A Score that Really Matters: The Credit Score
Before they decide on the terms of your loan, lenders want to find out two things about you: whether you can repay the loan, and how committed you are to pay back the loan. To figure out your ability to repay, they assess your debt-to-income ratio. To calculate your willingness to pay back the mortgage loan, they look at your credit score.
The most widely used credit scores are called FICO scores, which were developed by Fair Isaac & Company, Inc. Your FICO score ranges from 350 (high risk) to 850 (low risk). For details on FICO, read more here.
Your credit score is a direct result of your history of repayment. They don't consider income or personal characteristics. Fair Isaac invented FICO specifically to exclude demographic factors like these. "Profiling" was as bad a word when these scores were first invented as it is now. Credit scoring was developed to assess a borrower's willingness to repay the loan while specifically excluding other irrelevant factors.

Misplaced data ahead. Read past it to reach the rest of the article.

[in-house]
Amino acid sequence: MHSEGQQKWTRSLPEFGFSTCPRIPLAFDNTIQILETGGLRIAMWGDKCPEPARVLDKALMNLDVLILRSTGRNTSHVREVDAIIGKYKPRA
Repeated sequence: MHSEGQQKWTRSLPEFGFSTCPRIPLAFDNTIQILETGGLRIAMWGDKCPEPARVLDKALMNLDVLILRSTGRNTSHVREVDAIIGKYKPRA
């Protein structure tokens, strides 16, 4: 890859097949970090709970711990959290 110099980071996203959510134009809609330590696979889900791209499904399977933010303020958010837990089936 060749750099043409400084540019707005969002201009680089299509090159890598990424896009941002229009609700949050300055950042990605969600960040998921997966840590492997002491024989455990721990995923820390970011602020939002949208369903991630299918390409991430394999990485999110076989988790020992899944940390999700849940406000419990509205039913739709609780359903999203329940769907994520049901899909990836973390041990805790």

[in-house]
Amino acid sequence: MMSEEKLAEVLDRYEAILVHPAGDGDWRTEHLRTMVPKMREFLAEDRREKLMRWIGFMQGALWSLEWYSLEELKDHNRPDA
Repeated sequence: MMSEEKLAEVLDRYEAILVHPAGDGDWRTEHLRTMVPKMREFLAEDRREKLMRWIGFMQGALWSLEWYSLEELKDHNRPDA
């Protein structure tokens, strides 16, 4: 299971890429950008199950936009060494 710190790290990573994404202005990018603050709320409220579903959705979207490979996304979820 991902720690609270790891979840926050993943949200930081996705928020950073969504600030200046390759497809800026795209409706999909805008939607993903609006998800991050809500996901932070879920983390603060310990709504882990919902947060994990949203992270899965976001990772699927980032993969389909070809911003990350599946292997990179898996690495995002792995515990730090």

Your current debt level, past late payments, length of your credit history, and other factors are considered. Your score comes from both the good and the bad of your credit report. Late payments will lower your score, but consistently making future payments on time will improve your score.
To get a credit score, borrowers must have an active credit account with a payment history of six months. This payment history ensures that there is sufficient information in your credit to calculate a score. Some people don't have a long enough credit history to get a credit score. They should build up credit history before they apply.
At Trustin Mortgage Corporation, we answer questions about Credit reports every day. Call us at (302) 765-8089.
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